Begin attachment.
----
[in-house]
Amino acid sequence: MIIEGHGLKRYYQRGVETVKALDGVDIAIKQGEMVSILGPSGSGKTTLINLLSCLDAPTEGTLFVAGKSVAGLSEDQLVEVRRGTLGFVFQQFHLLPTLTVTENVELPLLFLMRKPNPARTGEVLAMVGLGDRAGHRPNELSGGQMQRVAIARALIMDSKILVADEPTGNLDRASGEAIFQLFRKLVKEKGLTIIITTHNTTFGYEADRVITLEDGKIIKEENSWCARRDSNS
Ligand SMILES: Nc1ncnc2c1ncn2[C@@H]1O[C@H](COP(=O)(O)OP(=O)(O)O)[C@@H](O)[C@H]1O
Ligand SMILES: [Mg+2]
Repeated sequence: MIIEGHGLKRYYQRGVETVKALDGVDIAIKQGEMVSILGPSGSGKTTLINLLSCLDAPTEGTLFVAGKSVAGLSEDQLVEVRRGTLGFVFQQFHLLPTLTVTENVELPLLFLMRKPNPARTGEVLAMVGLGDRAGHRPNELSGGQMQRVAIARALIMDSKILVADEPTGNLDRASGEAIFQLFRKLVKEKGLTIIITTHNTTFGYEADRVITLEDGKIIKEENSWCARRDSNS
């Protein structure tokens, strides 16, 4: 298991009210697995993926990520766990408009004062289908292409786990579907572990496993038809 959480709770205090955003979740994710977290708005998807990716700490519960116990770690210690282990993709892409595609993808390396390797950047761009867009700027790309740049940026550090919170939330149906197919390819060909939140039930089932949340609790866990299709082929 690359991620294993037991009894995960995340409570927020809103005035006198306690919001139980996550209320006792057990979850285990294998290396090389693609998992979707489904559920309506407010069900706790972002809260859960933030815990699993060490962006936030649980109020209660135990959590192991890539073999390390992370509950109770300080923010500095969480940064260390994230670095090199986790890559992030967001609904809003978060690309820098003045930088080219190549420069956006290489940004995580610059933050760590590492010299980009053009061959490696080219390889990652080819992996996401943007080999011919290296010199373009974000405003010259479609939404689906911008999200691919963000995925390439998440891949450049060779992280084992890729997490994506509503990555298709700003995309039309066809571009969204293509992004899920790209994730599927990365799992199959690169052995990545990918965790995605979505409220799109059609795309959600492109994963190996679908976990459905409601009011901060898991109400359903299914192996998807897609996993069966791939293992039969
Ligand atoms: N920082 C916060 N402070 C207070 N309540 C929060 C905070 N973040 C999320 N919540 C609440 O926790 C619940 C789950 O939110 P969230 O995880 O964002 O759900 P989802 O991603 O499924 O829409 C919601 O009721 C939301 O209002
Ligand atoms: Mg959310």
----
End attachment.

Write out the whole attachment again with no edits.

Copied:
[in-house]
Amino acid sequence: MIIEGHGLKRYYQRGVETVKALDGVDIAIKQGEMVSILGPSGSGKTTLINLLSCLDAPTEGTLFVAGKSVAGLSEDQLVEVRRGTLGFVFQQFHLLPTLTVTENVELPLLFLMRKPNPARTGEVLAMVGLGDRAGHRPNELSGGQMQRVAIARALIMDSKILVADEPTGNLDRASGEAIFQLFRKLVKEKGLTIIITTHNTTFGYEADRVITLEDGKIIKEENSWCARRDSNS
Ligand SMILES: Nc1ncnc2c1ncn2[C@@H]1O[C@H](COP(=O)(O)OP(=O)(O)O)[C@@H](O)[C@H]1O
Ligand SMILES: [Mg+2]
Repeated sequence: MIIEGHGLKRYYQRGVETVKALDGVDIAIKQGEMVSILGPSGSGKTTLINLLSCLDAPTEGTLFVAGKSVAGLSEDQLVEVRRGTLGFVFQQFHLLPTLTVTENVELPLLFLMRKPNPARTGEVLAMVGLGDRAGHRPNELSGGQMQRVAIARALIMDSKILVADEPTGNLDRASGEAIFQLFRKLVKEKGLTIIITTHNTTFGYEADRVITLEDGKIIKEENSWCARRDSNS
């Protein structure tokens, strides 16, 4: 298991009210697995993926990520766990408009004062289908292409786990579907572990496993038809 959480709770205090955003979740994710977290708005998807990716700490519960116990770690210690282990993709892409595609993808390396390797950047761009867009700027790309740049940026550090919170939330149906197919390819060909939140039930089932949340609790866990299709082929 690359991620294993037991009894995960995340409570927020809103005035006198306690919001139980996550209320006792057990979850285990294998290396090389693609998992979707489904559920309506407010069900706790972002809260859960933030815990699993060490962006936030649980109020209660135990959590192991890539073999390390992370509950109770300080923010500095969480940064260390994230670095090199986790890559992030967001609904809003978060690309820098003045930088080219190549420069956006290489940004995580610059933050760590590492010299980009053009061959490696080219390889990652080819992996996401943007080999011919290296010199373009974000405003010259479609939404689906911008999200691919963000995925390439998440891949450049060779992280084992890729997490994506509503990555298709700003995309039309066809571009969204293509992004899920790209994730599927990365799992199959690169052995990545990918965790995605979505409220799109059609795309959600492109994963190996679908976990459905409601009011901060898991109400359903299914192996998807897609996993069966791939293992039969
Ligand atoms: N920082 C916060 N402070 C207070 N309540 C929060 C905070 N973040 C999320 N919540 C609440 O926790 C619940 C789950 O939110 P969230 O995880 O964002 O759900 P989802 O991603 O499924 O829409 C919601 O009721 C939301 O209002
Ligand atoms: Mg959310």